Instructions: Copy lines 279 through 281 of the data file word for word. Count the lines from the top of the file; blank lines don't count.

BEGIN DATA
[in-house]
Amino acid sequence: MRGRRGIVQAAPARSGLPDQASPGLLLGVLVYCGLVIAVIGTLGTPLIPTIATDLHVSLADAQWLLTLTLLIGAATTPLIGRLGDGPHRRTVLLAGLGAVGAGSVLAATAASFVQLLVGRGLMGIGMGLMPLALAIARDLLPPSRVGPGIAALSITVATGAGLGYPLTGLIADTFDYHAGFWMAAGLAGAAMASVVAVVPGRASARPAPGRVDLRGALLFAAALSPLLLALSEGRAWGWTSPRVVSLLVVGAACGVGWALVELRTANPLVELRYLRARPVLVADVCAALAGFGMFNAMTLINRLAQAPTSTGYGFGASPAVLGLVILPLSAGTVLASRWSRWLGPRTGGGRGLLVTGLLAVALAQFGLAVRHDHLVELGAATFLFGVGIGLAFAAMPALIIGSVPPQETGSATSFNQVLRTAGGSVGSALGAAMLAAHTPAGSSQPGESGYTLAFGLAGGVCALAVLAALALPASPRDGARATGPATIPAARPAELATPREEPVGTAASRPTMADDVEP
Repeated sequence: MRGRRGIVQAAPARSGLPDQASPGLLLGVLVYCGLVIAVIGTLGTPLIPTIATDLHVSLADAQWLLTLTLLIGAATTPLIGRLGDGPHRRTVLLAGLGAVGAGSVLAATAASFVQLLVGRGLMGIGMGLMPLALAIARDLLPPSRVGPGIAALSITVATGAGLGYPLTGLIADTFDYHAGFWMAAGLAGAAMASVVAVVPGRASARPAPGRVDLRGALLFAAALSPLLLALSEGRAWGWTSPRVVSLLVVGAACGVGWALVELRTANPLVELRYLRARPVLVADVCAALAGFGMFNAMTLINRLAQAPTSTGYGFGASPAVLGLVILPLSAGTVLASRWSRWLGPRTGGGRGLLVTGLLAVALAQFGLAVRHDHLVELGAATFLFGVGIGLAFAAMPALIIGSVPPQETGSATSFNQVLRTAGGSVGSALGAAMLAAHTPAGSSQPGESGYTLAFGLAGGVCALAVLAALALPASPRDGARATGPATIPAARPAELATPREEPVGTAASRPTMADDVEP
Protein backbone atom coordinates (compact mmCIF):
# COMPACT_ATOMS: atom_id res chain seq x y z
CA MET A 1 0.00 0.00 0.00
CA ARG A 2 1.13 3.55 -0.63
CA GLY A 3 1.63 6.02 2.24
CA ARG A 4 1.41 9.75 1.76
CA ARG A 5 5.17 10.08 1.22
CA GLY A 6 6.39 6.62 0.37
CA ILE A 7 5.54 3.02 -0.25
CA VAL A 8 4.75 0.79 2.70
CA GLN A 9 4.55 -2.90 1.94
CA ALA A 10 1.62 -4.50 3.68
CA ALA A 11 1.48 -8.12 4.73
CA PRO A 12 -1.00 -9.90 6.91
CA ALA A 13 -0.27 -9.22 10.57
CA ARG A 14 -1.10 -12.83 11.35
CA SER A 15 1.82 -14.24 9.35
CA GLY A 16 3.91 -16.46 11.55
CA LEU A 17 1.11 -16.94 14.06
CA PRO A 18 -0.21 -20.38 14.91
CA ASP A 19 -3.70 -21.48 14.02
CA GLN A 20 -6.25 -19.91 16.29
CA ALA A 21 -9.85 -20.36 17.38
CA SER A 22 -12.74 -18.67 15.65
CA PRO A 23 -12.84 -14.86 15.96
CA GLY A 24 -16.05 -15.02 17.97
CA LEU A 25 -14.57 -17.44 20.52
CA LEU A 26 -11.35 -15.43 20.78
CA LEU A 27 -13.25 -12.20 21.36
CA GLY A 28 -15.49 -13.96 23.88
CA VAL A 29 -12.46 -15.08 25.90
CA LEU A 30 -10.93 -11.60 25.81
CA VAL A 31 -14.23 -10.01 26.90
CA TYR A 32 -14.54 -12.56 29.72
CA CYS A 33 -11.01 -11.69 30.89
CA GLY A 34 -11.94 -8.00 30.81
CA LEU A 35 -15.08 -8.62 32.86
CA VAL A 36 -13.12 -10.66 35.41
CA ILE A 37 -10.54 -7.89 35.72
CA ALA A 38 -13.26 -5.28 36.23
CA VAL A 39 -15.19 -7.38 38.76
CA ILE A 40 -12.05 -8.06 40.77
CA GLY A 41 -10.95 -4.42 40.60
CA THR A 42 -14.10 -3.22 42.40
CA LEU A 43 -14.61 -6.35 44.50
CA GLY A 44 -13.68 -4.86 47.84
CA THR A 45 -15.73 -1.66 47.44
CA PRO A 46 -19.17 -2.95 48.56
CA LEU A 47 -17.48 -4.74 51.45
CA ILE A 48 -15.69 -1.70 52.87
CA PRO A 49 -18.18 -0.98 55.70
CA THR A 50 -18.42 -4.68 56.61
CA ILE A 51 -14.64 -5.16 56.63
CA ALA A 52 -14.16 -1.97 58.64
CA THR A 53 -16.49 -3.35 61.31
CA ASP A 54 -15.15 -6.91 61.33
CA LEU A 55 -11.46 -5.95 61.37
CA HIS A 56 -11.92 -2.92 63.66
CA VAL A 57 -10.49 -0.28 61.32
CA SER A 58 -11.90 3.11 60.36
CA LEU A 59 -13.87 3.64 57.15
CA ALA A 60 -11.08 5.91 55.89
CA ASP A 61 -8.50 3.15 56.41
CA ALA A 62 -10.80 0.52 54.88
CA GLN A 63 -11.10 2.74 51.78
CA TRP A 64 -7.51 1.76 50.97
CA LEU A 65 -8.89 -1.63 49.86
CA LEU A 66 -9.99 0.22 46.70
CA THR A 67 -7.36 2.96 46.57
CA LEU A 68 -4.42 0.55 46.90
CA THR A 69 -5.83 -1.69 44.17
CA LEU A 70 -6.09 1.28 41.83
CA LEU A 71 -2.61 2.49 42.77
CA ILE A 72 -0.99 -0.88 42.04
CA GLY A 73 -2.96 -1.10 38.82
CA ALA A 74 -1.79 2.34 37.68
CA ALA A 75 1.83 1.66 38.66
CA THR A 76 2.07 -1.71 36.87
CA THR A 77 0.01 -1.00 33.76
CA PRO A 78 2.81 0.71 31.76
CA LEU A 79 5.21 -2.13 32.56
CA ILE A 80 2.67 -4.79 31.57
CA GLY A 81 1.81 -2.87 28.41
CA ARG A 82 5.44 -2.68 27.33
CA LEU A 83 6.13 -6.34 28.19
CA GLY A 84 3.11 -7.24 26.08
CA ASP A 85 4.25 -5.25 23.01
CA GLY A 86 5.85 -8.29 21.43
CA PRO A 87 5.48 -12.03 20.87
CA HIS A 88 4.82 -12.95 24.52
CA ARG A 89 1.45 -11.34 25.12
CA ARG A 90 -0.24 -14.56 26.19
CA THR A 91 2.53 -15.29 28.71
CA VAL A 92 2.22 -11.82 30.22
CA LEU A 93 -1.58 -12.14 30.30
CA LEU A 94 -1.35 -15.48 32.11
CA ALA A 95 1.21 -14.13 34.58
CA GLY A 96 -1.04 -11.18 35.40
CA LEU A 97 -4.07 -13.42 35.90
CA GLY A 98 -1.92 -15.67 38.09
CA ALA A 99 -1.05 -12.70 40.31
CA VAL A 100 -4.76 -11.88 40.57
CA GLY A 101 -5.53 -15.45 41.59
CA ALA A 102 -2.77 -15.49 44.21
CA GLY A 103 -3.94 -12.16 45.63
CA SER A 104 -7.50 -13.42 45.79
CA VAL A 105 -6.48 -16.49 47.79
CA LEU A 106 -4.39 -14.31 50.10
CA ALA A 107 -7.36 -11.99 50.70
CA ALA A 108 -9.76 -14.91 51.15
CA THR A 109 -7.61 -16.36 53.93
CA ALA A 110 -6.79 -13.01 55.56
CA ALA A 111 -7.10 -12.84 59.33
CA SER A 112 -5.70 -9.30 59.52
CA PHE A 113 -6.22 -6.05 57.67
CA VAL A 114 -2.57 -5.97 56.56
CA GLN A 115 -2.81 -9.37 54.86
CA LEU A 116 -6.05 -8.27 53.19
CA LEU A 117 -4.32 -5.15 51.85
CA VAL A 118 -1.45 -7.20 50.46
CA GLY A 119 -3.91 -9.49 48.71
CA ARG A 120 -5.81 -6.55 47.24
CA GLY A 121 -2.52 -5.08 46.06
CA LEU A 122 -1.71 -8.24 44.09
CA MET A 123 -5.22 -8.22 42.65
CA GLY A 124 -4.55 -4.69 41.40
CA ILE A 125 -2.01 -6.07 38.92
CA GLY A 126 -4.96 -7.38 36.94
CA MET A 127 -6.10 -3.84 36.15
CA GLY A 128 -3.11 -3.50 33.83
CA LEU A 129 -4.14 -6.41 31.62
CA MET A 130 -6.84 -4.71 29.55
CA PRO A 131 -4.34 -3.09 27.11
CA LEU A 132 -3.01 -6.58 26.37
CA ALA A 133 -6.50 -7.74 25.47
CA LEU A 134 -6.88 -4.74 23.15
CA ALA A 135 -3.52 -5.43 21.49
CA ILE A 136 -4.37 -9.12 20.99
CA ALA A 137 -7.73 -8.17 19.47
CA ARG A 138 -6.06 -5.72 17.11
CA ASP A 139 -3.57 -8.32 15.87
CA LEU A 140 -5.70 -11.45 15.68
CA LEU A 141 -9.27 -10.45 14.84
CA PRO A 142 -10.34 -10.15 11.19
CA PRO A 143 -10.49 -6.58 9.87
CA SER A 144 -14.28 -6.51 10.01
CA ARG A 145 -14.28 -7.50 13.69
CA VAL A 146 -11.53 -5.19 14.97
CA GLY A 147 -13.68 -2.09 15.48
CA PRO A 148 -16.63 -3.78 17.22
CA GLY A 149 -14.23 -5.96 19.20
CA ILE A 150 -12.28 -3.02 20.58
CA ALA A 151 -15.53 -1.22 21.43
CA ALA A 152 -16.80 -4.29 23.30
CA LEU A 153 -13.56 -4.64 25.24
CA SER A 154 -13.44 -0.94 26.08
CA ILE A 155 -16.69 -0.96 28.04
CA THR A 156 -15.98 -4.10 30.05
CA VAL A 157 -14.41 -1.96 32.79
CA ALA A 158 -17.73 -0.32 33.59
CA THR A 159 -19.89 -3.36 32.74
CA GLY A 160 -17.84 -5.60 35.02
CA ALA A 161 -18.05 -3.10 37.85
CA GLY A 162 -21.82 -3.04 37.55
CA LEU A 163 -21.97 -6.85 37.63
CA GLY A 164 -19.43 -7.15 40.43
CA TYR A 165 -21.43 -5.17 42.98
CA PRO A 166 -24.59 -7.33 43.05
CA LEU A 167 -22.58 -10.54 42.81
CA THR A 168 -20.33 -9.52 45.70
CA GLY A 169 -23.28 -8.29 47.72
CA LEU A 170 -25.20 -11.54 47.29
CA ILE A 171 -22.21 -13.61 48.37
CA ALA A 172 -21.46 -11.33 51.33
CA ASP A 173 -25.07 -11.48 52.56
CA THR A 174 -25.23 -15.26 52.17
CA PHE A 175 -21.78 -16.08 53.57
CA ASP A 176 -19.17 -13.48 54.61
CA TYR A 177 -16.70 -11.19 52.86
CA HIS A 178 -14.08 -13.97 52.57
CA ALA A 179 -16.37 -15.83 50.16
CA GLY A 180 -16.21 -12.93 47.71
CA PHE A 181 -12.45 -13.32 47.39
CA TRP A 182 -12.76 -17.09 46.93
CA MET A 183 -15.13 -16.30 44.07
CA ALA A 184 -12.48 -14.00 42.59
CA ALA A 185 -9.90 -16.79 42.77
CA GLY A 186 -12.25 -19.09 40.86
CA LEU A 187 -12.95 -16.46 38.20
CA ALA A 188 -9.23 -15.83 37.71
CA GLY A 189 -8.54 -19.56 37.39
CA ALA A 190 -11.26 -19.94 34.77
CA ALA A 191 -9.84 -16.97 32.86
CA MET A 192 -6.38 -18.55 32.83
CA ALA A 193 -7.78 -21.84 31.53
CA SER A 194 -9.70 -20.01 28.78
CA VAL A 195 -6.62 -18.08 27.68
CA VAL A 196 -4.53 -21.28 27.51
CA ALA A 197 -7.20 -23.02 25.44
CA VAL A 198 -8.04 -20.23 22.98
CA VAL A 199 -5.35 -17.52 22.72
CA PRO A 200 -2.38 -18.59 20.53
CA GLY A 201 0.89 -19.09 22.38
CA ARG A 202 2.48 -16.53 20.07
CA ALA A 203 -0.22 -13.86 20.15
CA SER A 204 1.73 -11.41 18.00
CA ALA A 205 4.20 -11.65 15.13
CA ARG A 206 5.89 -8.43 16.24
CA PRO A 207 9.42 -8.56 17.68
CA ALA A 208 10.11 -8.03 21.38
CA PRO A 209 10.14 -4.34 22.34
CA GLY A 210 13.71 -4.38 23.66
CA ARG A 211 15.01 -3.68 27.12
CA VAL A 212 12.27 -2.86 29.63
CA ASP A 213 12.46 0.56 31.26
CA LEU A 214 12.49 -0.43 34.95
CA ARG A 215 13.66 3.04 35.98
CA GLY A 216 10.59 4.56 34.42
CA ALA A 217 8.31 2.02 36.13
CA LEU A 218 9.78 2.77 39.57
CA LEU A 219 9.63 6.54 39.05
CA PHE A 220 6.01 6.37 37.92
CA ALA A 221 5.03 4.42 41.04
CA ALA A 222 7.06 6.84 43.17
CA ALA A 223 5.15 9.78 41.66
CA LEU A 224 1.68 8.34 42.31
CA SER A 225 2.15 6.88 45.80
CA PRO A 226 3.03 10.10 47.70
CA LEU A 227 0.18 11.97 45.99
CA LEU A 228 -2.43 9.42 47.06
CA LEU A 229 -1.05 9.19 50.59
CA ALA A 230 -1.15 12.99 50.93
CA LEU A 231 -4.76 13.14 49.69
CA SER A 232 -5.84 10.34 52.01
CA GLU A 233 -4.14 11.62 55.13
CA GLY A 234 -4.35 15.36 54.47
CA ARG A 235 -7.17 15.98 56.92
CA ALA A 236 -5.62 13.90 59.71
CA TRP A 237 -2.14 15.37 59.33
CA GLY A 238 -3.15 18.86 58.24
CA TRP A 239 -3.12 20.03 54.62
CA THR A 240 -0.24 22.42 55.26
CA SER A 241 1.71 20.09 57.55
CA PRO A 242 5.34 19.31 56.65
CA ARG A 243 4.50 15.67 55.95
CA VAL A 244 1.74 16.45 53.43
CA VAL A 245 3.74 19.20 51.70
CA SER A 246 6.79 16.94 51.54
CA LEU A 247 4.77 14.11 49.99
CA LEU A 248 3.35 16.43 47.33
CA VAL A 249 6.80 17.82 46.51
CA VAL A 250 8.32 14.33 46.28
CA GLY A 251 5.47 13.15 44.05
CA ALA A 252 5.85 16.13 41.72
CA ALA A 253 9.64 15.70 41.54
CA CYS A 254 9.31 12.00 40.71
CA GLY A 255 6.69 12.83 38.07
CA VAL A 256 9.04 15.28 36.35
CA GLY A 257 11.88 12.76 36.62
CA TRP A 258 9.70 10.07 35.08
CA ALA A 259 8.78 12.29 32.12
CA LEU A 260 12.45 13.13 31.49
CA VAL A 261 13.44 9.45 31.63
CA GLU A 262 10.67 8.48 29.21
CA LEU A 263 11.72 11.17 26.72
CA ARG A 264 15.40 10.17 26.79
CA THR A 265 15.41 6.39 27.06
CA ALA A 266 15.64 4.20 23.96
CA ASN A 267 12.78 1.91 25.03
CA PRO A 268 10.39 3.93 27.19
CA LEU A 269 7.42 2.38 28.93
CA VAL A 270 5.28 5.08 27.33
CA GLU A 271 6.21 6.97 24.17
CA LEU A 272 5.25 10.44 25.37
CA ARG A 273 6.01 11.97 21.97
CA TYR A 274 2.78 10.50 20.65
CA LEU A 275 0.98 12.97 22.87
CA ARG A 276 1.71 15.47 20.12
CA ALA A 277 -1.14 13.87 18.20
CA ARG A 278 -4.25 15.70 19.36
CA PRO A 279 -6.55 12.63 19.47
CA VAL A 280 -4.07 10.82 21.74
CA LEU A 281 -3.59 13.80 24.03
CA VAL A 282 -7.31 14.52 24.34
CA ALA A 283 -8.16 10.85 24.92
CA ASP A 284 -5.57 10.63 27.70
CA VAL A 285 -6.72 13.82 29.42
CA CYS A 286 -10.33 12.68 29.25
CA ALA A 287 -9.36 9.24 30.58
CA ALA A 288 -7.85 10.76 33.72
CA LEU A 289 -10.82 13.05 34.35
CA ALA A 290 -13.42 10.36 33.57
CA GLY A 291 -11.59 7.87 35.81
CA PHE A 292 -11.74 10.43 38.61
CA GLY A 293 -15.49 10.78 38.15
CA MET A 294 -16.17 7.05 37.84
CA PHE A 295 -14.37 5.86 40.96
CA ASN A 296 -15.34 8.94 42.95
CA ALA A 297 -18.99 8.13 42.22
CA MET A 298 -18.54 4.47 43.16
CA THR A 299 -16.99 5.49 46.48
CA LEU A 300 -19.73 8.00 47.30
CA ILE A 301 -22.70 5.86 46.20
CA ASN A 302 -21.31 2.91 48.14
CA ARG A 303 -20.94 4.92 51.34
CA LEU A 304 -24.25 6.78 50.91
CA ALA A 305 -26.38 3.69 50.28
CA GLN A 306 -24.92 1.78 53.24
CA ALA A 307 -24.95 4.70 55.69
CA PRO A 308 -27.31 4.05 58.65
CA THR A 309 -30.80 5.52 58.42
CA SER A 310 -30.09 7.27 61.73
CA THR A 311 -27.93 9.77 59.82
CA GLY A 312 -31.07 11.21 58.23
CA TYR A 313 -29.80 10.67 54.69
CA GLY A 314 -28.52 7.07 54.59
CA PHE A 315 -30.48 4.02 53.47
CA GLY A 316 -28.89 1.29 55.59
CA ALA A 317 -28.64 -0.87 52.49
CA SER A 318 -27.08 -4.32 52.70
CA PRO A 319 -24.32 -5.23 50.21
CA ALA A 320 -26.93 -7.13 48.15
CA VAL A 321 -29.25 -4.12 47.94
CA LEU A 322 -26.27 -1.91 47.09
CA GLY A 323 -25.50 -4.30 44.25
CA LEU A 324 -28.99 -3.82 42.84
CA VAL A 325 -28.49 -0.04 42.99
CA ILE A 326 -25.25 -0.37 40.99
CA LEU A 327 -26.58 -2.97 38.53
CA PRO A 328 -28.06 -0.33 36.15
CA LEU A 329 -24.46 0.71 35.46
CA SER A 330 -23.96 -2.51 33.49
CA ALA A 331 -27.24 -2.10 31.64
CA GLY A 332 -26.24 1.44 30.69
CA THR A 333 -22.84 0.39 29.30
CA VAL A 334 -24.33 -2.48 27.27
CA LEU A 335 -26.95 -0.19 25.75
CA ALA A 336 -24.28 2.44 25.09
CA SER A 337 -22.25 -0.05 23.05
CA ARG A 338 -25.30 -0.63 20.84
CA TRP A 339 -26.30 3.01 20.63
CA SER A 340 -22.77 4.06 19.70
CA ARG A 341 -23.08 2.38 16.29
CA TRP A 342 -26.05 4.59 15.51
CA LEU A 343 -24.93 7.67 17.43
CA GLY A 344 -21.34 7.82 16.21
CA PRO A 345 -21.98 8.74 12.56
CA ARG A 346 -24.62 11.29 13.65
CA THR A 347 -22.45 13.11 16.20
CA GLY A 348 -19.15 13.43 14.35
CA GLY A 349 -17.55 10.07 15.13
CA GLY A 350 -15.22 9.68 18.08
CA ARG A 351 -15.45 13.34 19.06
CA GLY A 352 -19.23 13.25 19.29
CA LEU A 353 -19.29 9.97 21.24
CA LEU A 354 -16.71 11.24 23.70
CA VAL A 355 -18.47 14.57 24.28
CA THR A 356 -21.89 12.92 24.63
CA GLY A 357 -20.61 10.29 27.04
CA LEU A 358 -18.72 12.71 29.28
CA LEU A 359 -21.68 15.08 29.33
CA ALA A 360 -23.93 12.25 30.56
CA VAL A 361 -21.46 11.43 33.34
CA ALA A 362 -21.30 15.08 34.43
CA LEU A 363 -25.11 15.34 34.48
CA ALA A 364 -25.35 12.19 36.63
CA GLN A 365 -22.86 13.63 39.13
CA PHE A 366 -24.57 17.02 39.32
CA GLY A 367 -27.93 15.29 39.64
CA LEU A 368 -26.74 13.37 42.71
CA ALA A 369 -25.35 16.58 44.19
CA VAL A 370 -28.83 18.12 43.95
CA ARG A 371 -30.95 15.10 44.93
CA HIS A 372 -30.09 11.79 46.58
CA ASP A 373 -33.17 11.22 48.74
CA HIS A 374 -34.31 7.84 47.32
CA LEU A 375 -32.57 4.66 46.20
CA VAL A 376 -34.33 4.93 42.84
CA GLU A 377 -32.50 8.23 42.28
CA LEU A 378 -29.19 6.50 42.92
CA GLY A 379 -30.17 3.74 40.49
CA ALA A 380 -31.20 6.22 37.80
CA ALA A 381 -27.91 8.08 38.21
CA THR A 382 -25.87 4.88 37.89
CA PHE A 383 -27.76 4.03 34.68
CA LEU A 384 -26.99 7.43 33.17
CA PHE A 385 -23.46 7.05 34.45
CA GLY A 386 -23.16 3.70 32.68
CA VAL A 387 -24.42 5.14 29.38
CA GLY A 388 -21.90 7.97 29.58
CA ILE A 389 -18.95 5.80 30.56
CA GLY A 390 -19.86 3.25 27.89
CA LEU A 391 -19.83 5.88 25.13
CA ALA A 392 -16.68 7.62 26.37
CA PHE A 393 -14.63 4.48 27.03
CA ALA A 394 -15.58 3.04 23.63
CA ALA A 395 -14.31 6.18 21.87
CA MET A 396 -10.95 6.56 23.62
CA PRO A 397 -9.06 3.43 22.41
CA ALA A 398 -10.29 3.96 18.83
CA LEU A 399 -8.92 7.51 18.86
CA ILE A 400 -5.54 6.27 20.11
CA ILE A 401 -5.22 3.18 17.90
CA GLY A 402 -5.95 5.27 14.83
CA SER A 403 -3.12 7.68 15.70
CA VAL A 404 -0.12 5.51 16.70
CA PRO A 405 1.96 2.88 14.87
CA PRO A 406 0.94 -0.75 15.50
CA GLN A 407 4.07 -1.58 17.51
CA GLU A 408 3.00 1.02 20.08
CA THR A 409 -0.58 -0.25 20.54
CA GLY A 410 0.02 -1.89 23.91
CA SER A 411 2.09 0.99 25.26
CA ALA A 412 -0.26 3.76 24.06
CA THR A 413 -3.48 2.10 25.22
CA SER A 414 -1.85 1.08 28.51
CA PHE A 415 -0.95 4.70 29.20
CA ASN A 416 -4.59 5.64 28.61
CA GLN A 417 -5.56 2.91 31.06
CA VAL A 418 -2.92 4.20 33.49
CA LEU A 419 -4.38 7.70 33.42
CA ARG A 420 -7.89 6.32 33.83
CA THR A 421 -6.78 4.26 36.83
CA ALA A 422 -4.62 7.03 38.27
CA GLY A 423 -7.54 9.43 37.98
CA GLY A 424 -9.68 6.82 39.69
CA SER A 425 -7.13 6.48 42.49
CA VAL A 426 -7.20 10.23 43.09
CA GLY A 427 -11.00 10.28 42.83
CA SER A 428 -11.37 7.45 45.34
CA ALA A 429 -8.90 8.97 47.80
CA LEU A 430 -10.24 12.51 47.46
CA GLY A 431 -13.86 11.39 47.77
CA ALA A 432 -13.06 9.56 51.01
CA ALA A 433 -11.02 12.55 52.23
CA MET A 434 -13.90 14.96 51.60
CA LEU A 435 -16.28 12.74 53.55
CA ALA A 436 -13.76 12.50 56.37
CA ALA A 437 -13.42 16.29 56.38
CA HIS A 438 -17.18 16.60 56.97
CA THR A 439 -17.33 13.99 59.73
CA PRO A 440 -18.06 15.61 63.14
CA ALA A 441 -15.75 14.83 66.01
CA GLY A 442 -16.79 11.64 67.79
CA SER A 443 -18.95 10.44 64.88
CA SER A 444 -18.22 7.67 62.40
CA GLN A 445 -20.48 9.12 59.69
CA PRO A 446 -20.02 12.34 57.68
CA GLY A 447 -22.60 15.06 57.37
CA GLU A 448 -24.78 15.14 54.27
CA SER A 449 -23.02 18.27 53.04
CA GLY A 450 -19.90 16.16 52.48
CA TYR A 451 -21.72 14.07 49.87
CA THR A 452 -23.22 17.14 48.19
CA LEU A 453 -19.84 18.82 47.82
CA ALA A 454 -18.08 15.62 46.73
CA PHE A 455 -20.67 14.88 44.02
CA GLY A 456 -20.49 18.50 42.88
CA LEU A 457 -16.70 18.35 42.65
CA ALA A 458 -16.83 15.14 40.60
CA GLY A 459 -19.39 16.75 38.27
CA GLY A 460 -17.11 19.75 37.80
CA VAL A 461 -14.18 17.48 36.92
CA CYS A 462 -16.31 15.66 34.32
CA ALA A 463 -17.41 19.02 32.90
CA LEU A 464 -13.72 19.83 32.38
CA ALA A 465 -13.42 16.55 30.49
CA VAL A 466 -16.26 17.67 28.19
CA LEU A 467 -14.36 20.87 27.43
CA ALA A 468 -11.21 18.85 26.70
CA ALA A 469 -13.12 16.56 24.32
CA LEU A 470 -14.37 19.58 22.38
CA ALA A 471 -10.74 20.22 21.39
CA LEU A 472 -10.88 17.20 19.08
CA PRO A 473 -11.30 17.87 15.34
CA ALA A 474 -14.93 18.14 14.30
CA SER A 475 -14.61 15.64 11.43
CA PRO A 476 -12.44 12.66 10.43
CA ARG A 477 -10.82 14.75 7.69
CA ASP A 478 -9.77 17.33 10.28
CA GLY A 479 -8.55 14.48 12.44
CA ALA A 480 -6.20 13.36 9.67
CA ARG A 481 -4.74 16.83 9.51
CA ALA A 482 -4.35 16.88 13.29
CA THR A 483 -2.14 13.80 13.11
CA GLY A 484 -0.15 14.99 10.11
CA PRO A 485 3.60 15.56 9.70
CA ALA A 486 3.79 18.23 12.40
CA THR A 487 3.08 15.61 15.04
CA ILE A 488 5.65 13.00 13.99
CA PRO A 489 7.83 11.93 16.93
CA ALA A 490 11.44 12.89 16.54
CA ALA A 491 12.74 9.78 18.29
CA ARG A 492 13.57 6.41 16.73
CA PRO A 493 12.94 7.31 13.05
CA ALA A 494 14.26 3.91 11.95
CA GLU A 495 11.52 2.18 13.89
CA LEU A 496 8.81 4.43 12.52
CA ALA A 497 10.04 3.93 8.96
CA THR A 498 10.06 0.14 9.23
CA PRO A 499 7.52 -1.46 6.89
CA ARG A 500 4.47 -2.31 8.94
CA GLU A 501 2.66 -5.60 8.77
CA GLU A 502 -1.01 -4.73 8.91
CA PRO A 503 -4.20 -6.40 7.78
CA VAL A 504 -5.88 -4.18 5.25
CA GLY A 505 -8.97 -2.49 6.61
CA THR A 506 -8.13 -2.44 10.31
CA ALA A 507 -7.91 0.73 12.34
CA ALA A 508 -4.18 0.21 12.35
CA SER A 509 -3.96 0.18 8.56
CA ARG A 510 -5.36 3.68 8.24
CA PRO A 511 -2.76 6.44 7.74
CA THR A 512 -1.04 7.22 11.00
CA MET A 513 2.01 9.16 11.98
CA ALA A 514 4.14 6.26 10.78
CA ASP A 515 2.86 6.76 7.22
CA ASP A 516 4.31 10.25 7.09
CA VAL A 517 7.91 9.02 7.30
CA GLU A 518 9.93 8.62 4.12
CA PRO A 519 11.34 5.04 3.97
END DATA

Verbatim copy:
CA TYR A 274 2.78 10.50 20.65
CA LEU A 275 0.98 12.97 22.87
CA ARG A 276 1.71 15.47 20.12